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When New Age creeps into America's colleges
Posted By Jim Fletcher On 01/05/2010 @ 6:16 pm In Diversions | Comments Disabled
“Castles in the Sand” is a novel which, to the uninformed reader, might rank as far-fetched and unbelievable in the world of Christian doctrine. If only …
Anyone who has attended a religion class on our college and university campuses will find the content to be colored with the personal doctrines of the professors. In “Castles,” our heroine becomes enmeshed with a wolf in sheep’s clothing and her teachings.
Author Carolyn Green has spent years studying the New Age movement and the resulting indoctrination. That she has teamed up with the brave folks at Lighthouse Trails Publishing is not an accident. Lighthouse is now a leading publisher of conservative Christian titles and serves a key role in a dwindling class of houses that are not afraid to be politically incorrect. Major kudos to Lighthouse Trails Publishing for taking on this important project.
It is frightening to discover how much has slithered into our churches, schools and seminaries … unnoticed. Some of the practices include, but are not limited to, extasis (altered states of consciousness which are opening doors for deceptive spirits), energy healing, mysticism and “the silence.” In reality, most of these come from other religions, such as Hinduism. What is referred to as New Age often is very Old Age, even coming from misguided roots of the Catholic Church.
The novel finds young Tessa Dawson entering a Bible college that is reputable and trusted to be biblically sound. She soon discovers herself immersed in doctrines that are far from Christ-centered. The professors and other students are completely submerged in false teachings, and Tessa soon is drawn to this “new way” of discovering Christianity.
Quickly she becomes trapped in something frightening and threatening to her spiritual and physical existence as she dives deeper and deeper into Spiritual Formation 101 class.
The professor, Ms. Jasmine, a beautiful, serene and seemingly wise woman, takes a special interest in Tessa. At first Tessa is honored as she is told she is special. Feeling like an exile, orphaned at an early age, she finally finds someone who understands her.
Tessa is tutored in the theory: “Ordinary things are in the church for ordinary people, but God has other things for special people.”
Ms. Jasmine shows Tessa and her students the way to God through Christian contemplative heritage: “Early Christians whose writings we treasure are the ones who first taught the practice of Contemplative Prayer. These writings are at the heart of Christianity’s traditions. Of course, some say they bear a strong resemblance to Hindu and Buddhist meditative techniques, but there is nothing wrong with borrowing from other streams of spirituality and rediscovering other traditions, as the Desert Fathers did. Just because some of them, such as Saint Anthony, frequently experienced strange and terrifying psycho-physical forces during prayer, doesn’t mean we toss the baby out with the bathwater.”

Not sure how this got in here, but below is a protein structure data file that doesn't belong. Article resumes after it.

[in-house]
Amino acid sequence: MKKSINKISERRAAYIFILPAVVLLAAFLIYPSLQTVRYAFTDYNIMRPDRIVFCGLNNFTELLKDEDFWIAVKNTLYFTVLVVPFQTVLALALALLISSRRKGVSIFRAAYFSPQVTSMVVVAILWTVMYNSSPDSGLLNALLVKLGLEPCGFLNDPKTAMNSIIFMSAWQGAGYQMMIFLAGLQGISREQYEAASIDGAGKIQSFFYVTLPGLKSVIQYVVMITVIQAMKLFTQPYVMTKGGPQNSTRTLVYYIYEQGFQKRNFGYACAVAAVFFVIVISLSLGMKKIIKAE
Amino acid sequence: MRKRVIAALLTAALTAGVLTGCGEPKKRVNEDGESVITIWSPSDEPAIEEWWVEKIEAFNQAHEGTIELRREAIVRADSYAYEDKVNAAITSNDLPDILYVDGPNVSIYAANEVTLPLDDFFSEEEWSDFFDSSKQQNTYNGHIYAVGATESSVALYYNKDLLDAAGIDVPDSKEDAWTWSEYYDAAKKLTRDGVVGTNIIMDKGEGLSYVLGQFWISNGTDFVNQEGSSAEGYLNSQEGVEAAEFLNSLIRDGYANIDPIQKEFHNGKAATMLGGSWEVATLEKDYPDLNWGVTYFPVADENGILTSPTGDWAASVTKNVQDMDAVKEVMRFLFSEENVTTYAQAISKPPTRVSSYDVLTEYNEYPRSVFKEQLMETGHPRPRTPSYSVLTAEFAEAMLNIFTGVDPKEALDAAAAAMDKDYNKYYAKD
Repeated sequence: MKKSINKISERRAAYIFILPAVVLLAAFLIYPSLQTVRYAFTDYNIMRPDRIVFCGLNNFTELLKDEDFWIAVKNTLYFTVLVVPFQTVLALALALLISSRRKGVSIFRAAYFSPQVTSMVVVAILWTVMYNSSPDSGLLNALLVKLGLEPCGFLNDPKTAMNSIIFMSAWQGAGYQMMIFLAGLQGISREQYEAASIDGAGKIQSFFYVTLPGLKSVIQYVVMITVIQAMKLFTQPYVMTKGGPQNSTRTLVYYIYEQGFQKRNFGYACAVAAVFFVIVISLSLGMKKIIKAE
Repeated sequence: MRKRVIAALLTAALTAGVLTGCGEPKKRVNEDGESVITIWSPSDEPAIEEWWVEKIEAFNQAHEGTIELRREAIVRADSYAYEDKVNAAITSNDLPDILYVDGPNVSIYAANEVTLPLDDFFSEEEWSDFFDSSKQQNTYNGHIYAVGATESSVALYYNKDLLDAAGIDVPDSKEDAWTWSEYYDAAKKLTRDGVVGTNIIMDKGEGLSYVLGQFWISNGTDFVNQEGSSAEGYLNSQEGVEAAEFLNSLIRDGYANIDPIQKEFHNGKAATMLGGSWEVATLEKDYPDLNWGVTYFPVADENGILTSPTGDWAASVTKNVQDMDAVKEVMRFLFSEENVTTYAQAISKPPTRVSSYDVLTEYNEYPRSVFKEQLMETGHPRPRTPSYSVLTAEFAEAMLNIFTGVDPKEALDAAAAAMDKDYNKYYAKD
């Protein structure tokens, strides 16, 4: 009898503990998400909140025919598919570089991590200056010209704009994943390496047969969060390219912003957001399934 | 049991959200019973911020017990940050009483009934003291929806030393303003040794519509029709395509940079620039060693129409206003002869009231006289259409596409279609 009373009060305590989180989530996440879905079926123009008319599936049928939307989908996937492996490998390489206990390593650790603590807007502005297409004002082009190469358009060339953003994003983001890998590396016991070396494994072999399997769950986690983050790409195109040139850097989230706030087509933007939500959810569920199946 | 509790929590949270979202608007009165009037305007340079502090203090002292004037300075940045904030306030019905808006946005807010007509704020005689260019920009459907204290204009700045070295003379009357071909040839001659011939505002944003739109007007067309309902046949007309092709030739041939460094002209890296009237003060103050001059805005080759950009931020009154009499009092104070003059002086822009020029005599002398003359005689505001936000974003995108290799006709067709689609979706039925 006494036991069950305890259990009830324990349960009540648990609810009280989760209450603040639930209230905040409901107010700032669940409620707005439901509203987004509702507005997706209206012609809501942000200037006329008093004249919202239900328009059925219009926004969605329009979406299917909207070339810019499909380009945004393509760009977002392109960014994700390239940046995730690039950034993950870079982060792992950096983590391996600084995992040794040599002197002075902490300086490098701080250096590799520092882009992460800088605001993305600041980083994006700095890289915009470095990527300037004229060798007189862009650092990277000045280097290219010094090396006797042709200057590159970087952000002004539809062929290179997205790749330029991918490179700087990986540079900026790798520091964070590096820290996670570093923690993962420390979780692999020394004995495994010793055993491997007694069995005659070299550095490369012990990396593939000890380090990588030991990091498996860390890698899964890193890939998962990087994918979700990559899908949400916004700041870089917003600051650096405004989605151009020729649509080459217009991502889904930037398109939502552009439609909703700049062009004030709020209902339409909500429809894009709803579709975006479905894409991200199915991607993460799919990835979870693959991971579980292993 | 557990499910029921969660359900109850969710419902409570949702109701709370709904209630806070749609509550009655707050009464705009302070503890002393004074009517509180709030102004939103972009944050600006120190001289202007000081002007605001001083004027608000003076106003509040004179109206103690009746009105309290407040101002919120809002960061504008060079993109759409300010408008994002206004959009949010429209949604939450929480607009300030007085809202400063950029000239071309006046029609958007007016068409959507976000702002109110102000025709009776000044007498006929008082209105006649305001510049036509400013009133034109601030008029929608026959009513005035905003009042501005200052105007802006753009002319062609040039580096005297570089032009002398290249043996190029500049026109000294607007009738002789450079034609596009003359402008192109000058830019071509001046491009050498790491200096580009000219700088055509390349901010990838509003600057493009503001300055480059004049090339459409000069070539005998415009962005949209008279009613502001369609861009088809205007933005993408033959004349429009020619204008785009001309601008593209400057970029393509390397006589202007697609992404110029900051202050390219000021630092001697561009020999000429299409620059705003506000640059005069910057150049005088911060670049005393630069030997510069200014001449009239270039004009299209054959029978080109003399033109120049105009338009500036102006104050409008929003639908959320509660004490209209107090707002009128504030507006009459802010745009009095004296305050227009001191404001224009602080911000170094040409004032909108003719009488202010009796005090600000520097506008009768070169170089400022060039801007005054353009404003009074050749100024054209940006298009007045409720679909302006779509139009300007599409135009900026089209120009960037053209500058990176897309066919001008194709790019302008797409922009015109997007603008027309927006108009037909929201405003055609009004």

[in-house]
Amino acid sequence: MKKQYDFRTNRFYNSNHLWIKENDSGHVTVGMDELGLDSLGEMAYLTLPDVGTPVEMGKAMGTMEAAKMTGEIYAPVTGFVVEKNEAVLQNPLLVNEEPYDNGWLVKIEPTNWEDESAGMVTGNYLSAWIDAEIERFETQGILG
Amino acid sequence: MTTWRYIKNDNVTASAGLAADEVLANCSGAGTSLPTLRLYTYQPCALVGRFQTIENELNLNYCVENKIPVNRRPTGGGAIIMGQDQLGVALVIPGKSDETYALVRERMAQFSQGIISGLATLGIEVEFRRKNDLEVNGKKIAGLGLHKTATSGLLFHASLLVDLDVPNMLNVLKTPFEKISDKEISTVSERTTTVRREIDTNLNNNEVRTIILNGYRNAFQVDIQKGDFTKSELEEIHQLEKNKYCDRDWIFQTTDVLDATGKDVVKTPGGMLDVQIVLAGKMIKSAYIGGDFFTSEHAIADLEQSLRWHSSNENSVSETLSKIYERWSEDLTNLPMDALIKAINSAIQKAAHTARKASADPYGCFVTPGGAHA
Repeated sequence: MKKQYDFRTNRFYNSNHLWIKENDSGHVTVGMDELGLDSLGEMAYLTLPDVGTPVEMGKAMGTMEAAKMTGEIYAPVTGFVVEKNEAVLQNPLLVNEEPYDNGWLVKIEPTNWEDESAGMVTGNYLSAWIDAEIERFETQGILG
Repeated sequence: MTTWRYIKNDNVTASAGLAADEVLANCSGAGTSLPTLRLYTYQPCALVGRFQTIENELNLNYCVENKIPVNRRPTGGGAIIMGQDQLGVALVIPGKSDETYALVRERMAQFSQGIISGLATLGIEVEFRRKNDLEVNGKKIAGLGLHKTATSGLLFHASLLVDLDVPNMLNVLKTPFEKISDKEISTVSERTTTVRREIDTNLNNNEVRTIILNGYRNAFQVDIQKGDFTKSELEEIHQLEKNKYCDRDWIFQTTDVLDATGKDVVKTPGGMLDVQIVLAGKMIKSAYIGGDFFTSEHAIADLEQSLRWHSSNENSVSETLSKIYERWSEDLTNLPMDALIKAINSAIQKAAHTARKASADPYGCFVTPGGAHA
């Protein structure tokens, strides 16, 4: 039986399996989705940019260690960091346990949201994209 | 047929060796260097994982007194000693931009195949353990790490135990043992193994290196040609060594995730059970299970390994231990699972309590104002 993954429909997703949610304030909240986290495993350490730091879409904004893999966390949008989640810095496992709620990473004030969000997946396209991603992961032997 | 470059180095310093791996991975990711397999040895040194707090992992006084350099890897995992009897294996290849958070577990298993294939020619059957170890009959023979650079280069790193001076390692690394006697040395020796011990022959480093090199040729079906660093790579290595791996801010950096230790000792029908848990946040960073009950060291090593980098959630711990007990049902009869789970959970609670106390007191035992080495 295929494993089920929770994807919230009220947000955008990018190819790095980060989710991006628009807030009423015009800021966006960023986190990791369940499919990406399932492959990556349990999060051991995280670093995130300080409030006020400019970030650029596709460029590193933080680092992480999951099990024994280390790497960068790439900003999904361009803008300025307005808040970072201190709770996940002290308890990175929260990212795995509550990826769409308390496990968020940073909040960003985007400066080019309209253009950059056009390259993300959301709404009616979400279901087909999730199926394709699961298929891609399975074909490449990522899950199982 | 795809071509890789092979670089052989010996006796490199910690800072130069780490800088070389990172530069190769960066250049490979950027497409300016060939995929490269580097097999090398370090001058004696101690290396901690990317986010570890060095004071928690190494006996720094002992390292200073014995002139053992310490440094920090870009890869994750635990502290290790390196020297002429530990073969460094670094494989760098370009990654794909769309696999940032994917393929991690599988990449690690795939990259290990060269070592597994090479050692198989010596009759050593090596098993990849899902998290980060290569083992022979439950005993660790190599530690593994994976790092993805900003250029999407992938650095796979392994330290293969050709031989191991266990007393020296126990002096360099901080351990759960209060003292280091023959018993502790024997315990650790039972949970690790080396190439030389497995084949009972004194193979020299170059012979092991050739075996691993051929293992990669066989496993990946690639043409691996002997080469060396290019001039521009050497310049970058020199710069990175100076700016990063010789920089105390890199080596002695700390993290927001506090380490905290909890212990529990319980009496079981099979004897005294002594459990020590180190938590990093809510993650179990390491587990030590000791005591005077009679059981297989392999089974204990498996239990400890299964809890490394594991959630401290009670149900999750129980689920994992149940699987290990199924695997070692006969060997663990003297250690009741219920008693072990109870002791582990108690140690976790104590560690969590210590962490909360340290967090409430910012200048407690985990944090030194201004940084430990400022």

Such a quote will be familiar to anyone who’s endured (and discerned) the bias that passes for teaching in so many of our nation’s schools.
As Tessa soon finds, these practices open doors to the spirit realm that is not of God. As she enters the state of “ecstasy,” she describes it as “a state of higher consciousness, a blissful or euphoric state that mystics experience during meditation.” What starts as a new and exciting blissful way to worship soon threatens her very sanity and existence.
The author has deftly paralleled the life of Tessa Dawson with the life of St. Teresa of Avila whose “state of rapture brought her visions into the spiritual world.” St. Teresa lived in Spain in the 1500′s. She herself often was overtaken with “ecstasy” and would levitate even when she resisted. She heard from many “spiritual advisors” and trusted in them even though they might give her conflicting messages. She inflicted painful tortures upon herself to try to rid herself of the visions that were early on attributed to Satan.
Forced to defend herself against the Inquisition to root out heresy in the Catholic Church, she composed “The Interior Castle” – a book of instruction for her nuns. She describes the soul as a castle and how one must journey into the interior seven rooms through prayer.
St. Teresa’s teachings were accepted by the Catholic Church. She was later declared a Doctor of the Roman Catholic Church for her teachings on prayer and is the patron saint of headaches, having suffered with them throughout her life.
This novel is not a dull introduction to New Age teaching. It has a believable, action-packed plot with characters that are interesting and likable. Many times an author with modest writing ability will attempt to educate through a novel and fail to make it hold the reader’s attention. That is definitely not the case with this fantastic effort. I would recommend this book for anyone interested in learning about New Age teachings, or to give to someone that is already caught in its trap. “Castles in the Sand ” is definitely an eye-opener!
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